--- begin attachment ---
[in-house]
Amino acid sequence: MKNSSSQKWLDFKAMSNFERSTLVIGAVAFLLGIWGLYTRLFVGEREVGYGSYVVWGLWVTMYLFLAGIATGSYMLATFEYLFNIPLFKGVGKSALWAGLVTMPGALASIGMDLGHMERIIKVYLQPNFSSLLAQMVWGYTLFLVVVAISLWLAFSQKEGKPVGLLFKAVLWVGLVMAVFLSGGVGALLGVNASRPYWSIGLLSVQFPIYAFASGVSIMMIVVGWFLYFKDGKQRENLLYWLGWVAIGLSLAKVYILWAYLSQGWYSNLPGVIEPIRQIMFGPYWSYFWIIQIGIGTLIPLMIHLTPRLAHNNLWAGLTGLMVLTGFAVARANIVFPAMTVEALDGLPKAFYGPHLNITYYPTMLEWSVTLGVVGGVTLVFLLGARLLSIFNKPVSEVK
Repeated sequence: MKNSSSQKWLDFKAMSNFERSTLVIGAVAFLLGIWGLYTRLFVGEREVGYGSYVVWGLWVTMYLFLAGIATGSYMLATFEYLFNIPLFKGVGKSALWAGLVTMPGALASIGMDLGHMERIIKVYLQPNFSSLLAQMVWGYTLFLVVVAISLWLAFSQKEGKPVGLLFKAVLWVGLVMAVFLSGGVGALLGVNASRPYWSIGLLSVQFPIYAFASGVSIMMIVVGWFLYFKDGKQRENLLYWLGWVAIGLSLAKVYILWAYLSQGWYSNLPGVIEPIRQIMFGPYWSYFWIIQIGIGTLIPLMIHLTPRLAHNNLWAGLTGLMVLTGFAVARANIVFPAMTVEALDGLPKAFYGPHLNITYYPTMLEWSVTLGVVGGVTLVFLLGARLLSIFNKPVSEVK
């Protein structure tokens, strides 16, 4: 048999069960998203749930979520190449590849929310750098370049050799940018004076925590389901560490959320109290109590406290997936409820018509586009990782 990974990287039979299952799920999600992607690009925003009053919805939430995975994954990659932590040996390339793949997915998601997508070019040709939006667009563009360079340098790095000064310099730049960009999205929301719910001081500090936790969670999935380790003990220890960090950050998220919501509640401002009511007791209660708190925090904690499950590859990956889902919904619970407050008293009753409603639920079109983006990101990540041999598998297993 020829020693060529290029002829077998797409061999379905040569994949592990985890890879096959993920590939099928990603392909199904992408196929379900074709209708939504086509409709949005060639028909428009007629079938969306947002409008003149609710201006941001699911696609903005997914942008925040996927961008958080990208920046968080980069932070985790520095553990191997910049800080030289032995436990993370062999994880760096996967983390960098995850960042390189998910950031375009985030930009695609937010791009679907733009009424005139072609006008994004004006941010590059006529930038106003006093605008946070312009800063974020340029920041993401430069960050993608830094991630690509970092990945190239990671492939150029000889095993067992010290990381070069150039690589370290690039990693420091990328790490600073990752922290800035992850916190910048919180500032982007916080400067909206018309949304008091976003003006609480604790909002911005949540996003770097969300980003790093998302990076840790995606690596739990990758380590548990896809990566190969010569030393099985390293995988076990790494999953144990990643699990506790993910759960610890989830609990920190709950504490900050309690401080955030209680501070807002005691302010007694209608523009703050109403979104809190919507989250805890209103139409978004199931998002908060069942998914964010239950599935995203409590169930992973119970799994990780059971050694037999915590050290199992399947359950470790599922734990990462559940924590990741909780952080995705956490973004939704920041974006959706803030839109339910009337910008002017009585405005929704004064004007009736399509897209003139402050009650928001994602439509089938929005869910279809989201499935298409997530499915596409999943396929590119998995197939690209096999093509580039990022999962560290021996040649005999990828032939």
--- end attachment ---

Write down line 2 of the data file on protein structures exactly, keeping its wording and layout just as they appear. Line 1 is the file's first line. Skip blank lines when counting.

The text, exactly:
Amino acid sequence: MKNSSSQKWLDFKAMSNFERSTLVIGAVAFLLGIWGLYTRLFVGEREVGYGSYVVWGLWVTMYLFLAGIATGSYMLATFEYLFNIPLFKGVGKSALWAGLVTMPGALASIGMDLGHMERIIKVYLQPNFSSLLAQMVWGYTLFLVVVAISLWLAFSQKEGKPVGLLFKAVLWVGLVMAVFLSGGVGALLGVNASRPYWSIGLLSVQFPIYAFASGVSIMMIVVGWFLYFKDGKQRENLLYWLGWVAIGLSLAKVYILWAYLSQGWYSNLPGVIEPIRQIMFGPYWSYFWIIQIGIGTLIPLMIHLTPRLAHNNLWAGLTGLMVLTGFAVARANIVFPAMTVEALDGLPKAFYGPHLNITYYPTMLEWSVTLGVVGGVTLVFLLGARLLSIFNKPVSEVK